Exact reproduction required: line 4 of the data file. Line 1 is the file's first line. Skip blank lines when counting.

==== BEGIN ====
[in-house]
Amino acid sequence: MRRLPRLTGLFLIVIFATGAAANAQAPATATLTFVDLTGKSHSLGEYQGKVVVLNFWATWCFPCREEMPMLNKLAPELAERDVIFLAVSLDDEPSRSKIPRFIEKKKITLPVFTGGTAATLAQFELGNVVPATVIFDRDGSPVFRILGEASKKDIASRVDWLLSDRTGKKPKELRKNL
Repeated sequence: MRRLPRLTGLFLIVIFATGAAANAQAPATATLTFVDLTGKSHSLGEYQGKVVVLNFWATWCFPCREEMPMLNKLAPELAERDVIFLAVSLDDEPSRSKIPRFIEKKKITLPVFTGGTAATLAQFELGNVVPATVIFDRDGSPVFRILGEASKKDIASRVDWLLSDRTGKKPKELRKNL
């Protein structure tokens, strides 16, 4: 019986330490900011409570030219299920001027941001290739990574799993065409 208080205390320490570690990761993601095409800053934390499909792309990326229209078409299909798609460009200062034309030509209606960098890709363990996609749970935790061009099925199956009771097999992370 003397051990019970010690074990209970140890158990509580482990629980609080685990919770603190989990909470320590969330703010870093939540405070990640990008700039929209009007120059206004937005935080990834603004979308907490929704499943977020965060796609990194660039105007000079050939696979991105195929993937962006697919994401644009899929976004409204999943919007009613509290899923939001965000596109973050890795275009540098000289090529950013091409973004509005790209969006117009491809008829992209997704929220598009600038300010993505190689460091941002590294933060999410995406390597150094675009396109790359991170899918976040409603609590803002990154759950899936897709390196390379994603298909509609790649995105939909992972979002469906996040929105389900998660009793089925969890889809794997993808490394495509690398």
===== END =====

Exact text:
């Protein structure tokens, strides 16, 4: 019986330490900011409570030219299920001027941001290739990574799993065409 208080205390320490570690990761993601095409800053934390499909792309990326229209078409299909798609460009200062034309030509209606960098890709363990996609749970935790061009099925199956009771097999992370 003397051990019970010690074990209970140890158990509580482990629980609080685990919770603190989990909470320590969330703010870093939540405070990640990008700039929209009007120059206004937005935080990834603004979308907490929704499943977020965060796609990194660039105007000079050939696979991105195929993937962006697919994401644009899929976004409204999943919007009613509290899923939001965000596109973050890795275009540098000289090529950013091409973004509005790209969006117009491809008829992209997704929220598009600038300010993505190689460091941002590294933060999410995406390597150094675009396109790359991170899918976040409603609590803002990154759950899936897709390196390379994603298909509609790649995105939909992972979002469906996040929105389900998660009793089925969890889809794997993808490394495509690398």